Any movie that begins with a close-up of a nebbishy young man speaking directly into the camera has a lot to prove. But Jez Butterworth’s “Birthday Girl” pulls off a quick save when it’s revealed that said nebbish – bank teller John Buckingham, played by Ben Chaplin – is actually addressing his webcam, for the purpose of ordering a Russian bride online (are they called e-brides nowadays?) Before the credits have ended, John is at Heathrow to pick up Nadia, who materializes in the foxy form of soon-to-be-Oscar nominated Nicole Kidman. Life ought be grand, no?
Not when John discovers that no matter what question he asks, the only answer Nadia can give is “Yees.” The language barrier is a nasty surprise, and much furtive awkwardness ensues. But one night Nadia favors John with an efficient, and effective, handjob. He buys her an English-Russian dictionary as a gift – and she comes back with a video called “Hog-Tied B*****s,” then throws him on the bed and jumps right on top. Nadia is quite the kinky wildcat, fluent in the Universal Language, and suddenly she is John’s dream girl after all. There’s rich comedy in a “love montage” that intercuts shots of Nadia knitting a comfy sweater for John with shots of her tying him up, finding more intimate uses for her needles.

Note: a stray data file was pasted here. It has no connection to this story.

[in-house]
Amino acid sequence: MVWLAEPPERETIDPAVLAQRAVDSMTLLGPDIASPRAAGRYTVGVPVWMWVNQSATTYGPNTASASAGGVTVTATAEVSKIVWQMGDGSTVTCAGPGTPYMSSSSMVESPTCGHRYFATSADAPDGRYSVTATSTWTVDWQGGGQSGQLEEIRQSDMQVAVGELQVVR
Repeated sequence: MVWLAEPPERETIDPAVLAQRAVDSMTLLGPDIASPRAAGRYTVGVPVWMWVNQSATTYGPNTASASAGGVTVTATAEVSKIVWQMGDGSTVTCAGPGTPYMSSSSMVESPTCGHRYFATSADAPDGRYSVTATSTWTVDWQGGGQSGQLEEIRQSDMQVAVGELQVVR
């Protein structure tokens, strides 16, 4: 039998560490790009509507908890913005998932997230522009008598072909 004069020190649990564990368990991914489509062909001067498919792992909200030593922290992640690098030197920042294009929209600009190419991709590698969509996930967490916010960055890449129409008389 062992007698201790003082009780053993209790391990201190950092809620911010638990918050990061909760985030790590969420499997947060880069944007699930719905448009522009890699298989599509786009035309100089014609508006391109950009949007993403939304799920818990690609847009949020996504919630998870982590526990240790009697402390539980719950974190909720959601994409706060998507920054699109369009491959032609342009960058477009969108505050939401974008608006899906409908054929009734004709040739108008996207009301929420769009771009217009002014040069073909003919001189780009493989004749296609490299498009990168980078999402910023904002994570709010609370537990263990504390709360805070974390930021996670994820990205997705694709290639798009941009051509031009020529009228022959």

All is well, then, until two more Russians show up at John’s door, Nadia’s “cousin” Yuri (director and “Amélie” leading man Mathieu Kassovitz) and Yuri’s rambunctious buddy Alexei (Vincent Cassel, who Kassovitz directed in “Hate”). Butterworth’s script has, up to this point, led us down a garden path of romance, but we know the instant Yuri and Alexei show up they’re bad news. (That they’re both played by Frenchmen has nothing to do with it; that they listen to Russian rap definitely does.) Soon enough the pair prove just how bad they are, and Nadia is revealed as…perhaps something less than a dream girl.
Luckily, “Birthday Girl” has so well established itself as a smart, brightly-hued romantic comedy that the jarring shift in tone is forgivable. For a while. But the humor soon drains so completely from the movie that’s it’s difficult to stay involved through the predictable conclusion. What had been a charmingly buoyant little waltz between the agreeable Chaplin and the spectacular Kidman just deflates, slackening into suspense-thriller clichés. Nevertheless, “Birthday Girl” stubbornly sticks to being the…well, the sort of movie it has decided to turn into. It still manages to slide by, but barely, and only on the strength of its two leads.
Doubting any move Nicole Kidman makes would be unwise these days. It’s just a shame that “Birthday Girl” starts out as a first-rate chick movie and winds up a second-rate guy movie. But if this somehow proves to be a formula for the perfect date movie, then Kidman is even more brilliant than we thought.